When a television news organization accuses someone of almost killing a person, you’d think they’d do a careful study of the facts. Especially if the story is being touted in on-air promos.
But when KSTP-TV reporter Jennifer Griswold ambushed holistic medicine practitioner Susan Anderson in her Hudson, Wisconsin, home and asked her if she knew “that a woman almost died because of the advice you gave her,” journalistic caution became a casualty of sensational reporting. Or so a jury decided when they awarded Anderson $1 million in compensatory damages for the report that aired in 2009.
It began when Cheryl Blaha, a Hudson woman prone to depression and with a history of psychiatric problems, brought the story to KSTP. In 2007, Blaha, who was suffering post-partum depression, sought out holistic healer Susan Anderson. She saw Anderson about once a month for six months, until Anderson ended the sessions, believing she’d done all she could do for Blaha.
Blaha told KSTP that Anderson told her to stop taking her anxiety drug because it was hard on her kidneys. So she did, but said she didn’t inform her doctor that she was stopping the drug. Blaha said that began a downward spiral that ended in an attempt to kill herself.
There were a few problems with the story, though, that KSTP apparently didn’t verify. There was no proof that Blaha had tried to commit suicide, and her medical records showed that her doctor had known she was quitting the drug. Finally, there is the journalistic imperative to tell both sides of the story.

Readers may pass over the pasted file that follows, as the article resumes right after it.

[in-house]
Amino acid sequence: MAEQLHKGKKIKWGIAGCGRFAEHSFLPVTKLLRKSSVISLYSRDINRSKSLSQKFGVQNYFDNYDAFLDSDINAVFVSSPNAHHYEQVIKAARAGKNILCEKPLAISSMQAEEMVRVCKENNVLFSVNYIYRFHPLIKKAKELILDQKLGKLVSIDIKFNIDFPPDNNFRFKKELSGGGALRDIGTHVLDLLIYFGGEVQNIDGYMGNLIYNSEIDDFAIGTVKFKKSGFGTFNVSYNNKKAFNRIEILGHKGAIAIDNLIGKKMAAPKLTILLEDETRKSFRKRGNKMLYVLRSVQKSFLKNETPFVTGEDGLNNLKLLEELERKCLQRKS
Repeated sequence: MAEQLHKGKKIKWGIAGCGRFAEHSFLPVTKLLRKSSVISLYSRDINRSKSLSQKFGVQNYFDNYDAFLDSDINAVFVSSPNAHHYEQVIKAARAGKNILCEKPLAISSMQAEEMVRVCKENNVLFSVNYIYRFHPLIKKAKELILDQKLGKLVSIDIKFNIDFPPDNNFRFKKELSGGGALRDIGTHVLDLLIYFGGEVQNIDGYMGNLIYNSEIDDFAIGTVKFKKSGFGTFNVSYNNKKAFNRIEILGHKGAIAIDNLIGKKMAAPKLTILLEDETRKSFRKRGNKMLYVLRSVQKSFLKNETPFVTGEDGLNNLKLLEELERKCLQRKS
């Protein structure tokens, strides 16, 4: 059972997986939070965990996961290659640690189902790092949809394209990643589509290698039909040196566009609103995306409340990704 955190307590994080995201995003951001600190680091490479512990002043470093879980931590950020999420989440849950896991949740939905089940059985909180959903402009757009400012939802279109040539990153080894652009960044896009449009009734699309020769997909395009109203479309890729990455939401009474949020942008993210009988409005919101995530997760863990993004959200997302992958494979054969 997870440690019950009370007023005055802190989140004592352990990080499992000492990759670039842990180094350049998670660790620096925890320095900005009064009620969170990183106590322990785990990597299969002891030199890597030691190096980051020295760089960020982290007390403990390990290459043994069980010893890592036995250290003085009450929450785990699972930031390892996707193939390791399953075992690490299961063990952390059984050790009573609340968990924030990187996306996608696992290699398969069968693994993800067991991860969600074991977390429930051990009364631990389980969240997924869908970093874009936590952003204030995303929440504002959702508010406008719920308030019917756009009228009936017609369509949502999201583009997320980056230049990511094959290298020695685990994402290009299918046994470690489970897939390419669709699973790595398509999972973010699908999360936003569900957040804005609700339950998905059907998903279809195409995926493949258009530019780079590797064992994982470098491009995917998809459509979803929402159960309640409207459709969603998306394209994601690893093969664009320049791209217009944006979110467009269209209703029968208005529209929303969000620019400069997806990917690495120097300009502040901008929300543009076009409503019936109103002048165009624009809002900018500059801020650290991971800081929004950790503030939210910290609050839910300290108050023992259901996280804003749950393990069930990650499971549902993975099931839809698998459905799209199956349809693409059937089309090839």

Susan Anderson was devastated by the promos, even before the story ran on the news. She turned to her friend, attorney Bill Tilton, and he arranged a meeting between her and a representative from KSTP. The meeting took place just hours before the story was due to run.
Tilton, according to City Pages, said he was stunned by this example of “ambush journalism at its most scurrilous.” At the meeting, he warned KSTP of the major factual errors in the story. After it ran, Tilton referred Anderson to defamation attorney Pat Tierney, with Collins Buckley, who took the case to trial.
Tierney says that beyond the journalistic errors, “what is even more disturbing is that they still will not admit the mistakes, and they argued to the jury that the report was truthful.”
KSTP’s attorney Paul Hannah, a media lawyer with Kelly and Hannah, sees it differently. “KSTP,” he told City Pages, “talked to people, talked to experts, talked to the participants, and came out with the best story they could.”